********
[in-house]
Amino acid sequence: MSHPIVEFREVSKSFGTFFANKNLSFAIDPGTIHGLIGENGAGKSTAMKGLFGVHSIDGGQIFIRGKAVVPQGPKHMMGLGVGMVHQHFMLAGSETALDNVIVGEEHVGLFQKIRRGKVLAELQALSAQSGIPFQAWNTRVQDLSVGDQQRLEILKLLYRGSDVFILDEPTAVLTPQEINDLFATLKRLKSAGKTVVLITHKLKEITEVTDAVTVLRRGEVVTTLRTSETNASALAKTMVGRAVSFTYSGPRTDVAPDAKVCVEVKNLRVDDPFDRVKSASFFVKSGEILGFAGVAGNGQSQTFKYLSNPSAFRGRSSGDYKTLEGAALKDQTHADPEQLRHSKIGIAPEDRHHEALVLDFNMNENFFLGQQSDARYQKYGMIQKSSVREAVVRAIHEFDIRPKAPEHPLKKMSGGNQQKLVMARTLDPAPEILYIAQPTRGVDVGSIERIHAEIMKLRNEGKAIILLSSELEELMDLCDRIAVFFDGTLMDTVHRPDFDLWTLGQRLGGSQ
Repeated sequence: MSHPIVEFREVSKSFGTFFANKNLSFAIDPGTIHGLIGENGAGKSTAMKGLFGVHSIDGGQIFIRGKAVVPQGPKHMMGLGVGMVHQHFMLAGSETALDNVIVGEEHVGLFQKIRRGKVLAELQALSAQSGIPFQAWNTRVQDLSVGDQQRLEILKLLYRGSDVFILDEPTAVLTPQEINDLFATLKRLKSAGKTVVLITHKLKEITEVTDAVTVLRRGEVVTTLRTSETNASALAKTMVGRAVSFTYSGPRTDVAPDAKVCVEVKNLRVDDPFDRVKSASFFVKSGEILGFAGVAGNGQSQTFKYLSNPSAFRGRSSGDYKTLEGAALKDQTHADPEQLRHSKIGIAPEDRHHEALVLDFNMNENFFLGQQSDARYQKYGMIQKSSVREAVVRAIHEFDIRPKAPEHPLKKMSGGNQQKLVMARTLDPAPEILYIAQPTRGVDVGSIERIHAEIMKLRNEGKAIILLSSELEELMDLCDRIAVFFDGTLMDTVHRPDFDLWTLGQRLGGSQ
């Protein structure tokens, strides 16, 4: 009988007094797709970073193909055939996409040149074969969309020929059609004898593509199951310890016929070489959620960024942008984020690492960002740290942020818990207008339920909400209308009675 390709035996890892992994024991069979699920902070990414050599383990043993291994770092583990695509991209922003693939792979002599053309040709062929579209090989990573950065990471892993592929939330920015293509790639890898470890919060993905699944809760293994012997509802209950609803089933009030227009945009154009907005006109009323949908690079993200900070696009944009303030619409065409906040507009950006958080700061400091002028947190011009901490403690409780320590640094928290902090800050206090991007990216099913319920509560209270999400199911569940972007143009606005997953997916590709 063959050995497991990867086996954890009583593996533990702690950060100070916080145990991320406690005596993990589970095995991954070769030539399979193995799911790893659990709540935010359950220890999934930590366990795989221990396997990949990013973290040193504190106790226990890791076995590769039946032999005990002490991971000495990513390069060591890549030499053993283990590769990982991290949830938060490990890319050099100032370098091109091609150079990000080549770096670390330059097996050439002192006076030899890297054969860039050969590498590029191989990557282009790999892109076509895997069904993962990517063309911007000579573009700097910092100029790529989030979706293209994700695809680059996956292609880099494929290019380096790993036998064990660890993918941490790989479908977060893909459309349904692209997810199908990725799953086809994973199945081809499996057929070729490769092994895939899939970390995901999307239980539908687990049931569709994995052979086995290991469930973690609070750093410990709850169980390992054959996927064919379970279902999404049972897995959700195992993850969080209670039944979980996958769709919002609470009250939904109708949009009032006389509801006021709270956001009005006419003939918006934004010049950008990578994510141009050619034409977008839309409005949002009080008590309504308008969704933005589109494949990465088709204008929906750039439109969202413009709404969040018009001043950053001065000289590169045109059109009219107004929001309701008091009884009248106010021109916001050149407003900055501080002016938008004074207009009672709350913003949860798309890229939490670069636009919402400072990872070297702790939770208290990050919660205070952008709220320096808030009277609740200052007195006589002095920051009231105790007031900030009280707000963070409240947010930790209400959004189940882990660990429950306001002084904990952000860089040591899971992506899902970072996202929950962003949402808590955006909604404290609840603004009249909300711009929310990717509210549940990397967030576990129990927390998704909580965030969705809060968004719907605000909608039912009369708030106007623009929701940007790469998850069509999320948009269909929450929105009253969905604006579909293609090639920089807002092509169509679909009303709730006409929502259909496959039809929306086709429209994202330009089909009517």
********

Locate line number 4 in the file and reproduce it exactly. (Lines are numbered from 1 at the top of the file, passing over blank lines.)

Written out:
């Protein structure tokens, strides 16, 4: 009988007094797709970073193909055939996409040149074969969309020929059609004898593509199951310890016929070489959620960024942008984020690492960002740290942020818990207008339920909400209308009675 390709035996890892992994024991069979699920902070990414050599383990043993291994770092583990695509991209922003693939792979002599053309040709062929579209090989990573950065990471892993592929939330920015293509790639890898470890919060993905699944809760293994012997509802209950609803089933009030227009945009154009907005006109009323949908690079993200900070696009944009303030619409065409906040507009950006958080700061400091002028947190011009901490403690409780320590640094928290902090800050206090991007990216099913319920509560209270999400199911569940972007143009606005997953997916590709 063959050995497991990867086996954890009583593996533990702690950060100070916080145990991320406690005596993990589970095995991954070769030539399979193995799911790893659990709540935010359950220890999934930590366990795989221990396997990949990013973290040193504190106790226990890791076995590769039946032999005990002490991971000495990513390069060591890549030499053993283990590769990982991290949830938060490990890319050099100032370098091109091609150079990000080549770096670390330059097996050439002192006076030899890297054969860039050969590498590029191989990557282009790999892109076509895997069904993962990517063309911007000579573009700097910092100029790529989030979706293209994700695809680059996956292609880099494929290019380096790993036998064990660890993918941490790989479908977060893909459309349904692209997810199908990725799953086809994973199945081809499996057929070729490769092994895939899939970390995901999307239980539908687990049931569709994995052979086995290991469930973690609070750093410990709850169980390992054959996927064919379970279902999404049972897995959700195992993850969080209670039944979980996958769709919002609470009250939904109708949009009032006389509801006021709270956001009005006419003939918006934004010049950008990578994510141009050619034409977008839309409005949002009080008590309504308008969704933005589109494949990465088709204008929906750039439109969202413009709404969040018009001043950053001065000289590169045109059109009219107004929001309701008091009884009248106010021109916001050149407003900055501080002016938008004074207009009672709350913003949860798309890229939490670069636009919402400072990872070297702790939770208290990050919660205070952008709220320096808030009277609740200052007195006589002095920051009231105790007031900030009280707000963070409240947010930790209400959004189940882990660990429950306001002084904990952000860089040591899971992506899902970072996202929950962003949402808590955006909604404290609840603004009249909300711009929310990717509210549940990397967030576990129990927390998704909580965030969705809060968004719907605000909608039912009369708030106007623009929701940007790469998850069509999320948009269909929450929105009253969905604006579909293609090639920089807002092509169509679909009303709730006409929502259909496959039809929306086709429209994202330009089909009517």